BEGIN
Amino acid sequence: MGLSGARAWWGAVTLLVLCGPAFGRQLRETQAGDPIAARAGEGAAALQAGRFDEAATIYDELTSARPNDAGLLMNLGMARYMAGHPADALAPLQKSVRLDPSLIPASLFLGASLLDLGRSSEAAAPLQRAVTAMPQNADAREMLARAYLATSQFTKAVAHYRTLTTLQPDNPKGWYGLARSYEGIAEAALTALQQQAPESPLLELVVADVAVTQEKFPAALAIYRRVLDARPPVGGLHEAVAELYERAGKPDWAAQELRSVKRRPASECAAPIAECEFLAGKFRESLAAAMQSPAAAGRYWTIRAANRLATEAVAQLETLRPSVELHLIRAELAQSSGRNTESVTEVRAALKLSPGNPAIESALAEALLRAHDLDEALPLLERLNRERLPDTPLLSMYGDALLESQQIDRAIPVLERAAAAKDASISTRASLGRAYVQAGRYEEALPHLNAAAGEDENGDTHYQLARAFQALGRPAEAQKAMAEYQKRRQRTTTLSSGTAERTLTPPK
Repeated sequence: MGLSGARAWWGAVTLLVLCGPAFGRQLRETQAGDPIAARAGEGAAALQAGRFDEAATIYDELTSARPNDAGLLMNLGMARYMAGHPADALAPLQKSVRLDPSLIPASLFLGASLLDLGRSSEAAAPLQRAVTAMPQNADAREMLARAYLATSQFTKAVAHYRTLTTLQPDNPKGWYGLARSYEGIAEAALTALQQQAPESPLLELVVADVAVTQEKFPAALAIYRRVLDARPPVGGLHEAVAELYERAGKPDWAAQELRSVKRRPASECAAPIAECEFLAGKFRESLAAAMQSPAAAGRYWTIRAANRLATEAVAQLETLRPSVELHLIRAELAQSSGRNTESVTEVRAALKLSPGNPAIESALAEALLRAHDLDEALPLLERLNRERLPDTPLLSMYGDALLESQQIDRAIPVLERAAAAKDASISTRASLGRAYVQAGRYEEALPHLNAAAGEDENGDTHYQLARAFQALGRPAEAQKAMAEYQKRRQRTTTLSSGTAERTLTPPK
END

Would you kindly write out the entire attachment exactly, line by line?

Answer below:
Amino acid sequence: MGLSGARAWWGAVTLLVLCGPAFGRQLRETQAGDPIAARAGEGAAALQAGRFDEAATIYDELTSARPNDAGLLMNLGMARYMAGHPADALAPLQKSVRLDPSLIPASLFLGASLLDLGRSSEAAAPLQRAVTAMPQNADAREMLARAYLATSQFTKAVAHYRTLTTLQPDNPKGWYGLARSYEGIAEAALTALQQQAPESPLLELVVADVAVTQEKFPAALAIYRRVLDARPPVGGLHEAVAELYERAGKPDWAAQELRSVKRRPASECAAPIAECEFLAGKFRESLAAAMQSPAAAGRYWTIRAANRLATEAVAQLETLRPSVELHLIRAELAQSSGRNTESVTEVRAALKLSPGNPAIESALAEALLRAHDLDEALPLLERLNRERLPDTPLLSMYGDALLESQQIDRAIPVLERAAAAKDASISTRASLGRAYVQAGRYEEALPHLNAAAGEDENGDTHYQLARAFQALGRPAEAQKAMAEYQKRRQRTTTLSSGTAERTLTPPK
Repeated sequence: MGLSGARAWWGAVTLLVLCGPAFGRQLRETQAGDPIAARAGEGAAALQAGRFDEAATIYDELTSARPNDAGLLMNLGMARYMAGHPADALAPLQKSVRLDPSLIPASLFLGASLLDLGRSSEAAAPLQRAVTAMPQNADAREMLARAYLATSQFTKAVAHYRTLTTLQPDNPKGWYGLARSYEGIAEAALTALQQQAPESPLLELVVADVAVTQEKFPAALAIYRRVLDARPPVGGLHEAVAELYERAGKPDWAAQELRSVKRRPASECAAPIAECEFLAGKFRESLAAAMQSPAAAGRYWTIRAANRLATEAVAQLETLRPSVELHLIRAELAQSSGRNTESVTEVRAALKLSPGNPAIESALAEALLRAHDLDEALPLLERLNRERLPDTPLLSMYGDALLESQQIDRAIPVLERAAAAKDASISTRASLGRAYVQAGRYEEALPHLNAAAGEDENGDTHYQLARAFQALGRPAEAQKAMAEYQKRRQRTTTLSSGTAERTLTPPK